Queen Mary's Sidcup NHS Trust was an NHS IT trailblazer late last year when it became the first trust in London to use the new patient administration system from the £12.4bn National Programme for IT (NPfIT).
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But alongside the technical challenge posed, trust chief executive Kate Grimes said last month that its commitment to tapping the NPfIT had also left it under financial pressure and facing an income loss of about £3m. This was due to problems encountered when rolling out the new systems from BT, which is the local service provider for national programmes in London.
"This is very serious for an organisation already in financial trouble," Grimes told an NHS IT conference organised by the Health Service Journal.
Last year the trust had the second worst deficit in England as a proportion of its turnover. But Grimes said that despite the initial financial pressures, being the first in London onto the NPfIT systems could help drive the trust out of financial difficulty.
Problems with the new system began as soon as it went live in November last year. Grimes said the system was sometimes unavailable and problems with logging in were adding 36 minutes to the time patients spent in the hospital, simply because of the time wasted gaining access. This contributed to the trust just missing its accident and emergency targets for the year.
The main threat to the trust's finances came from the drop in referrals because other hospitals in the area had started using the NPfIT's Choose and Book system to allow GPs to book appointments online.
However, the Sidcup trust found out just before it was due to go live with the Carecast patient administration system from IDX that the system was incompatible with Choose and Book.
Although the problem is now fixed, there has been a significant drop in referrals in the meantime, Grimes said. "If it had gone on for many more weeks the survival of the organisation would have been threatened by that."
Another fall in revenue came from the clinical coding systems introduced as part of the new software. Hospitals need to code their procedures so that they can be paid by the government.
"The new coding took a lot longer to do and a number of patients were not on the system - so you do not get paid for them," Grimes said.
This was due to system downtime, lack of training and a struggle with the new role-based access approach to the application, she said.
However, Grimes is determined that the new IT system that nearly killed the trust will also provide the cure. The system will give local GPs direct access to test results, not only for the ones they order, but also to tests ordered by the hospital's own doctors.
This should cut the number of repeated tests performed by the trust - a major cause of hospital inefficiency - and improve referral rates from GPs, which will boost revenue.
With the new digital imaging and archiving system, the trust will save about £300,000, while better management of the handover of care between day and night staff as a result of the system will save about £400,000, Grimes said.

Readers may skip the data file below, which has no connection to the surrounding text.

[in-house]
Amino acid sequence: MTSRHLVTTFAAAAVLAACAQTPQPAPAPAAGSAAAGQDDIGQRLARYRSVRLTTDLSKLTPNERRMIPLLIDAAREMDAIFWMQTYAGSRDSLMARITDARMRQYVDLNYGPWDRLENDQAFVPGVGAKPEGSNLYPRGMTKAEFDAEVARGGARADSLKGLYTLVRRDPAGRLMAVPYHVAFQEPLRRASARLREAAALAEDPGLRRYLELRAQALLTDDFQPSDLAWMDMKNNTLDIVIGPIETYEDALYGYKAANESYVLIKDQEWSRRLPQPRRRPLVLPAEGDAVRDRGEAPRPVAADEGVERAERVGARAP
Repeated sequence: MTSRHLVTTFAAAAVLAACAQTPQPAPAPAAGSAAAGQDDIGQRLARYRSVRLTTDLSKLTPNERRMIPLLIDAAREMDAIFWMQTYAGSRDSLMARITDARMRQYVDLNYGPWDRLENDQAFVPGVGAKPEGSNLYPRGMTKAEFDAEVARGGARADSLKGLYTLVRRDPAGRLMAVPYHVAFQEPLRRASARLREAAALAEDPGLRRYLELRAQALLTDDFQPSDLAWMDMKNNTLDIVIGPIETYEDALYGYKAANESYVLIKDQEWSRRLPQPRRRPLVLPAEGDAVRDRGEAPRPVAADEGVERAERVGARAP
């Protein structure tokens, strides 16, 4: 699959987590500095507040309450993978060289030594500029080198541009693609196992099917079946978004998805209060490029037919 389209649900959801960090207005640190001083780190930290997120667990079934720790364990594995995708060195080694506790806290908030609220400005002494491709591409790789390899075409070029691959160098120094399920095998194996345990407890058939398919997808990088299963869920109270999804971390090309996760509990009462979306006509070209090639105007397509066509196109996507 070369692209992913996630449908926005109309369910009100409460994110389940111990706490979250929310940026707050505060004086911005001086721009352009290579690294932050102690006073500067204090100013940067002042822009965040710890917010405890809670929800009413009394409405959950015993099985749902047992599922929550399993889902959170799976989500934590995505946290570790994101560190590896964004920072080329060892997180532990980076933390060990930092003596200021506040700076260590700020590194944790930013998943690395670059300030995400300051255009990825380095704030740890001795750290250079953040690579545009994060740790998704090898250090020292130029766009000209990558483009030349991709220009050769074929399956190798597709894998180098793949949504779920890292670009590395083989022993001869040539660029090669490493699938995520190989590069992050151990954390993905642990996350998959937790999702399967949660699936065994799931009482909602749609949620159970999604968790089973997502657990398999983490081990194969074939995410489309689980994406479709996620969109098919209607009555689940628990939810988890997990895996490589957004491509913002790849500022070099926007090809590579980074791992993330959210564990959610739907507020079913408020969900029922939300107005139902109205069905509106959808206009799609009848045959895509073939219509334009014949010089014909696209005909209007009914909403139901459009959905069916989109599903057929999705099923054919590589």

The new coding system allows staff with a less detailed knowledge of the system to code their own patients, creating an improvement in data quality and improving revenue by about £1m, Grimes said. "We were a good way down that development when BT announced it was going to change supplier."
This illustrates the problem with an IT programme of this scale in the NHS. Although the Sidcup trust was adapting to a new system and beginning to reap benefits, BT decided to drop IDX in favour of rival health software supplier Cerner, leaving the trust facing another major IT upheaval.
As Computer Weekly revealed last week, trusts are having to live with the consequence of decisions made by NPfIT contractors, which they have no part in making, with limited means to seek recompense.
A lack of contractual control was a drawback to the design of the programme, Grimes said. "There is a lack of visibility of the contract or any power or control over it. If a delay increases my costs, I do not have any power to recover those costs."
She said that BT had "helped out", but it was not something that was automatic in the contract.
Another drawback to the structure of the programme, which is managed by Connecting for Health, is that problems take a long time to resolve because of the lengthy chain of command. Grimes said BT and Connecting for Health were working with the trust to try to solve these problems.
Overall, the trust was not prepared for the level of business change its IT overhaul involved, Grimes said. "Staff did not understand how much IT drives their clinical processes and they did not understand the changes they would need to make to their processes."
While successful IT programmes in business are careful to ensure technology and business processes are managed by, and accountable to, the same authority, the Health Service decided to separate the two when it created the NPfIT.
Whether other trusts feel the pain in changing their processes to fit technology they took no part in designing could well depend on what happens next at hospitals like Sidcup.
Steps to success
Queen Mary's Sidcup chief executive Kate Grimes on the effort to make a major software implementation a success.
- IT staff need to be exposed to the business function, advising the board on decisions and risks.
- The board must get involved with decisions regarding IT - IT is one of only three committees reporting directly to the executive board.
- Ensure your organisation is IT literate before roll-out.
- Money spent on end-user training in advance is less than the cost of a lack of training.
- Chief executives need to be IT role models and focus on benefits.
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